In the 1920s, a group of writers, editors, critics, and actors were in the habit of meeting for lunch at the Algonquin Hotel in New York City. They sat at a round table in the hotel's restaurant and, preferably over martinis, swapped witticisms. Playwright Marc Connelly was a member of the Algonquin Round Table, as the group was known. One day he was sitting at lunch when another man came up behind him, rubbed his hands over Connelly's bald head, and said, "Marc, your head feels as smooth as my wife's ass." Connelly reached up, felt his own scalp, and without missing a beat replied, "So it does, so it does." This is a delightful example of repartee: an insulted person quickly turns the insult back on the insulter. This bit of repartee was sufficiently witty that we are still repeating it eight decades later.
In other cases, the consequences of an insult, rather than being humorous, are horrific. In 1996, for example, Ronald Shanabarger's girlfriend refused to cut short a cruise to come comfort him when his father died. He felt sufficiently insulted by this refusal that he apparently hatched a cold-blooded plan for revenge. He married the girlfriend, had a child by her, and allowed sufficient time for her to bond with the child—all so he could kill the child: he suffocated it with plastic wrap. Doing this, he thought, would make the woman understand how he felt when his father died and thereby make her appreciate the gravity of her failure to comfort him at that time.
Notice that in this case, what Shanabarger took to be insulting wasn't something his girlfriend said and wasn't even something she did; it was something she failed to do—namely, cut her cruise short. Notice, too, that the girlfriend might not have intended to hurt Shanabarger's feelings; to the contrary, she might simply have been thoughtless. We should not make the mistake, then, of thinking that only intentionally hurtful remarks can count as insults. Rather, if you find my behavior to be insulting, I have insulted you, perhaps without intending to do so.
Insults are ubiquitous. It may be uncommon for a boss or teacher to insult us by calling us a fool in public, but insults from friends and relatives are commonplace. They might tell us that the glare from our bald head is ruining the group photo they are trying to take. Or they might tell those present, as we are paying for their dinner, that such generosity on our part is astonishing and suggest that we must be experiencing the early symptoms of food poisoning. Curiously, friends and relatives say these things not because they want to offend us but because they like us and want us to like them in turn. Indeed, if we take offense at what they say, they will be surprised. "We were just teasing you," they will explain.
Another form of insult is simultaneously more subtle and sinister than this. Suppose I tell you that a mutual friend has told me that you are a pompous fool. The friend has clearly insulted you, albeit behind your back. But besides this insult, there might be a second and arguably more malicious insult. Consider, after all, my motives in telling you about the friend's comment. It could be that I did so for your own good: I wanted to let you know that you should not trust this "friend." It is also possible, though, that my motives in reporting the insult are anything but benevolent: I might have wanted to inflict the pain of an insult on you without myself being the author of that insult and therefore without laying myself open to retaliation on your part. Indeed, if I dislike you, hearing someone insult you behind your back is cause for celebration, inasmuch as it presents me with the insult-equivalent of a free lunch.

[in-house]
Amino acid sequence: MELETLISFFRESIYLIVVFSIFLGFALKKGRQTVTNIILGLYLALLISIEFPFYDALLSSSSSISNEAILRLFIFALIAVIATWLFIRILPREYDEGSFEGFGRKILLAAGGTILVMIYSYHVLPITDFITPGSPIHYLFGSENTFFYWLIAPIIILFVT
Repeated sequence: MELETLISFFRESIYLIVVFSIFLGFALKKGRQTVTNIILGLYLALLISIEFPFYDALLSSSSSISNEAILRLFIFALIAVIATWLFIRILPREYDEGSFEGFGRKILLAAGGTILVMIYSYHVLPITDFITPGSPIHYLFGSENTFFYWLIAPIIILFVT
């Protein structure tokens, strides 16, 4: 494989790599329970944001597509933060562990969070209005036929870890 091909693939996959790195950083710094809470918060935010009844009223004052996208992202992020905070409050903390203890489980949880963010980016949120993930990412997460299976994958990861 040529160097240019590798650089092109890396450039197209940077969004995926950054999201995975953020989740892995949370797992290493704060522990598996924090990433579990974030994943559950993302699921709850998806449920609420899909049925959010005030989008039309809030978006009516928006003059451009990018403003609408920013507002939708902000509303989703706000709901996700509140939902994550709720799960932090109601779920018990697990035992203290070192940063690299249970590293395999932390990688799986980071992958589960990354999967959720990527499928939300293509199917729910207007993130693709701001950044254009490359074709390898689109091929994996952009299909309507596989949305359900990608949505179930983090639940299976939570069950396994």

An examination of insults gives us valuable insight into the human condition. We are people who need to be among people. The problem is that once we are among them, we feel compelled to sort ourselves into social hierarchies. If we were wolves, we might accomplish this with a series of fights: whoever defeated all comers would be the leader of the pack, and whoever was defeated by all would be the last to eat—if any food was left. But we are not wolves; we are instead creatures who have evolved oversized brains, and we have used these
brains to develop language. As a result, we don't need to use our teeth or fists to sort ourselves into social hierarchies. We can instead use words, strung together to form insults. And so we do.
Turning our attention to the historical record, we find that as long as humans have possessed written language, we have used it to insult each other. Thus, in the Old Testament, we find individuals complaining to God about having been insulted: "I am a worm, not a man, abused by all men, scorned by the people. All who see me jeer at me, make mouths at me and wag their heads." We find advice on what to do when insulted: "A clever man slighted conceals his feelings." We find people insulting the Lord: "Remember, O Lord, the taunts of
the enemy, the scorn a savage nation pours on thy name." And we find Jeremiah reporting what the Lord told him regarding Israel: "Do you see what apostate Israel did? She went up to every hill-top and under every spreading tree, and there she played the whore." That an omnipotent and perfectly good being would feel the need to insult mere mortals says something about how tempting it is to use words to inflict pain.
From A Slap in the Face: Why Insults Hurt — And Why They Shouldn't by William B. Irvine. Copyright 2013 by William B. Irvine. Excerpted by permission of Oxford University Press USA.